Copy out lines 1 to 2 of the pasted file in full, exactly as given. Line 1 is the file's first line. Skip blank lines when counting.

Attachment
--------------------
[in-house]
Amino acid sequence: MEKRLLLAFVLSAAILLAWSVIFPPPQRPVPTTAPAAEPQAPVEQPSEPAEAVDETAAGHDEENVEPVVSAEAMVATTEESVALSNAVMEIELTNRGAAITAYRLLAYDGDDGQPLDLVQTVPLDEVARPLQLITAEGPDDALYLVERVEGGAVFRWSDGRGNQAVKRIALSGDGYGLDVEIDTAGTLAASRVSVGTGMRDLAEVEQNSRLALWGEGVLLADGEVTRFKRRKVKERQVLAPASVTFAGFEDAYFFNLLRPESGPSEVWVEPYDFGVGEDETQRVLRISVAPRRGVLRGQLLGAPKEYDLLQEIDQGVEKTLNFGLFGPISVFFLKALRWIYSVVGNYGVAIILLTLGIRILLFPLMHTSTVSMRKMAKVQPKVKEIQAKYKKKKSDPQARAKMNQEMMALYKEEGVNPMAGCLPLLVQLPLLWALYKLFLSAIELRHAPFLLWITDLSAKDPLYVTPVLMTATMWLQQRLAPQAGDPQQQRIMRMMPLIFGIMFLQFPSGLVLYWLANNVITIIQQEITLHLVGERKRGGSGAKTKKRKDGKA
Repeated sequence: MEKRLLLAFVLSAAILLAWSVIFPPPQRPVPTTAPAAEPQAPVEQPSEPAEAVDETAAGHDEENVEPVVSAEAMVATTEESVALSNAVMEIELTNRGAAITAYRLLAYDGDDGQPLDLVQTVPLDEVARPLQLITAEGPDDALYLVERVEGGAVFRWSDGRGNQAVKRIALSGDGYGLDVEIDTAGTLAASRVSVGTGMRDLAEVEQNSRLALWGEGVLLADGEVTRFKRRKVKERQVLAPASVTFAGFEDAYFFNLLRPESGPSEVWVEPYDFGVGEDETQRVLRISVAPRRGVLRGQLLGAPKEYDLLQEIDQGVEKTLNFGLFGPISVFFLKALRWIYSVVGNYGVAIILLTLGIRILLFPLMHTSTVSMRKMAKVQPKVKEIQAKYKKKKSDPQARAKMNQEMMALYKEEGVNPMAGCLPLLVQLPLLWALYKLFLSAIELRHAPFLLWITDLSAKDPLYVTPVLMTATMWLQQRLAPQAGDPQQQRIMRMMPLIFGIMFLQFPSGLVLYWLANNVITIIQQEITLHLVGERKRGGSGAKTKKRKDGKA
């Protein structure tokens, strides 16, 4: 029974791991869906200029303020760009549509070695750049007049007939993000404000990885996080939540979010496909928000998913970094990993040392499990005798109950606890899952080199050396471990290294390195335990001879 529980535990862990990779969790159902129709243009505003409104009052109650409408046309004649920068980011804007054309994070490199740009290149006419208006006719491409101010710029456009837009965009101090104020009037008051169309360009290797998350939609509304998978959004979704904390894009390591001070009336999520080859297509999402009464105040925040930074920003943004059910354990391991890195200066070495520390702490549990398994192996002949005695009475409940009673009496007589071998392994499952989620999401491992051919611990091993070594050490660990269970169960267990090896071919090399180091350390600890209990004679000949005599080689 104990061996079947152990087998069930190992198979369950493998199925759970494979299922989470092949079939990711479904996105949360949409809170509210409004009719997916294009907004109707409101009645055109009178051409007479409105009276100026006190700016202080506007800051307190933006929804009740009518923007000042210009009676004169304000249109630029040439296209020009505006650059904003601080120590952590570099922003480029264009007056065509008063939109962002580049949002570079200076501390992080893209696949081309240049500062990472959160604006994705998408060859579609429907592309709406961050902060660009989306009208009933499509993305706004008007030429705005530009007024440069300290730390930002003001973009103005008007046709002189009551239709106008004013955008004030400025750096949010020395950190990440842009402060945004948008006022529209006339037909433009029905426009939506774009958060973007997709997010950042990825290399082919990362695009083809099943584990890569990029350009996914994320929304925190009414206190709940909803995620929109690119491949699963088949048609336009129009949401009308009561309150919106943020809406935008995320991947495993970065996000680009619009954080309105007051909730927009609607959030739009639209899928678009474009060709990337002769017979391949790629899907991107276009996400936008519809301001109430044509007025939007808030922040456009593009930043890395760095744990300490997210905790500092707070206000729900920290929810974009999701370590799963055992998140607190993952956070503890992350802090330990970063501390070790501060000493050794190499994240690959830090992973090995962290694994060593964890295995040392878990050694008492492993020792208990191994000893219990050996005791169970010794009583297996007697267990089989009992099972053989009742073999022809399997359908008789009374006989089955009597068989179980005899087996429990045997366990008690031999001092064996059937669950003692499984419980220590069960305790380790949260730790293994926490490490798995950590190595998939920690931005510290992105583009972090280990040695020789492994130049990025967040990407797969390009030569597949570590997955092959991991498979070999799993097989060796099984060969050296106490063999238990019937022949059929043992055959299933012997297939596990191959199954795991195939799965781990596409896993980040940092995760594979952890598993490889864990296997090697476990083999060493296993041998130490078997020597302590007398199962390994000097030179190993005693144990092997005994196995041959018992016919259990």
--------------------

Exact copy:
[in-house]
Amino acid sequence: MEKRLLLAFVLSAAILLAWSVIFPPPQRPVPTTAPAAEPQAPVEQPSEPAEAVDETAAGHDEENVEPVVSAEAMVATTEESVALSNAVMEIELTNRGAAITAYRLLAYDGDDGQPLDLVQTVPLDEVARPLQLITAEGPDDALYLVERVEGGAVFRWSDGRGNQAVKRIALSGDGYGLDVEIDTAGTLAASRVSVGTGMRDLAEVEQNSRLALWGEGVLLADGEVTRFKRRKVKERQVLAPASVTFAGFEDAYFFNLLRPESGPSEVWVEPYDFGVGEDETQRVLRISVAPRRGVLRGQLLGAPKEYDLLQEIDQGVEKTLNFGLFGPISVFFLKALRWIYSVVGNYGVAIILLTLGIRILLFPLMHTSTVSMRKMAKVQPKVKEIQAKYKKKKSDPQARAKMNQEMMALYKEEGVNPMAGCLPLLVQLPLLWALYKLFLSAIELRHAPFLLWITDLSAKDPLYVTPVLMTATMWLQQRLAPQAGDPQQQRIMRMMPLIFGIMFLQFPSGLVLYWLANNVITIIQQEITLHLVGERKRGGSGAKTKKRKDGKA